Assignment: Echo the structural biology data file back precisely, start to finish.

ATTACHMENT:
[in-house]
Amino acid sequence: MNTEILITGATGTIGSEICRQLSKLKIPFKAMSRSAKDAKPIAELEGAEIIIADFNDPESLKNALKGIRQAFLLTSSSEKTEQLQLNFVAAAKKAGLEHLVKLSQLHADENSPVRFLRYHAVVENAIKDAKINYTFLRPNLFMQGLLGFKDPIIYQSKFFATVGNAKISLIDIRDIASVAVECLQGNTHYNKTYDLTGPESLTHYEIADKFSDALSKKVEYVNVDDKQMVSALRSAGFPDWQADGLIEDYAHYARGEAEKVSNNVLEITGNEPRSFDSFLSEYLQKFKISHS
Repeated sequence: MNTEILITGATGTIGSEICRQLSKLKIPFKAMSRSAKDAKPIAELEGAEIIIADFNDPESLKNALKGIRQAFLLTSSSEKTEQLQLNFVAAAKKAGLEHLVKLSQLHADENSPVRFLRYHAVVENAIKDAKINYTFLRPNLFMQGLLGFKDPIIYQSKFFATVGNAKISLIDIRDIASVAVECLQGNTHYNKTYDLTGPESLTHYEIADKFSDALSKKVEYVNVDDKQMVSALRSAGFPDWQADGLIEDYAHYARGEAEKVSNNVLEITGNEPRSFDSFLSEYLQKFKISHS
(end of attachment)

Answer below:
[in-house]
Amino acid sequence: MNTEILITGATGTIGSEICRQLSKLKIPFKAMSRSAKDAKPIAELEGAEIIIADFNDPESLKNALKGIRQAFLLTSSSEKTEQLQLNFVAAAKKAGLEHLVKLSQLHADENSPVRFLRYHAVVENAIKDAKINYTFLRPNLFMQGLLGFKDPIIYQSKFFATVGNAKISLIDIRDIASVAVECLQGNTHYNKTYDLTGPESLTHYEIADKFSDALSKKVEYVNVDDKQMVSALRSAGFPDWQADGLIEDYAHYARGEAEKVSNNVLEITGNEPRSFDSFLSEYLQKFKISHS
Repeated sequence: MNTEILITGATGTIGSEICRQLSKLKIPFKAMSRSAKDAKPIAELEGAEIIIADFNDPESLKNALKGIRQAFLLTSSSEKTEQLQLNFVAAAKKAGLEHLVKLSQLHADENSPVRFLRYHAVVENAIKDAKINYTFLRPNLFMQGLLGFKDPIIYQSKFFATVGNAKISLIDIRDIASVAVECLQGNTHYNKTYDLTGPESLTHYEIADKFSDALSKKVEYVNVDDKQMVSALRSAGFPDWQADGLIEDYAHYARGEAEKVSNNVLEITGNEPRSFDSFLSEYLQKFKISHS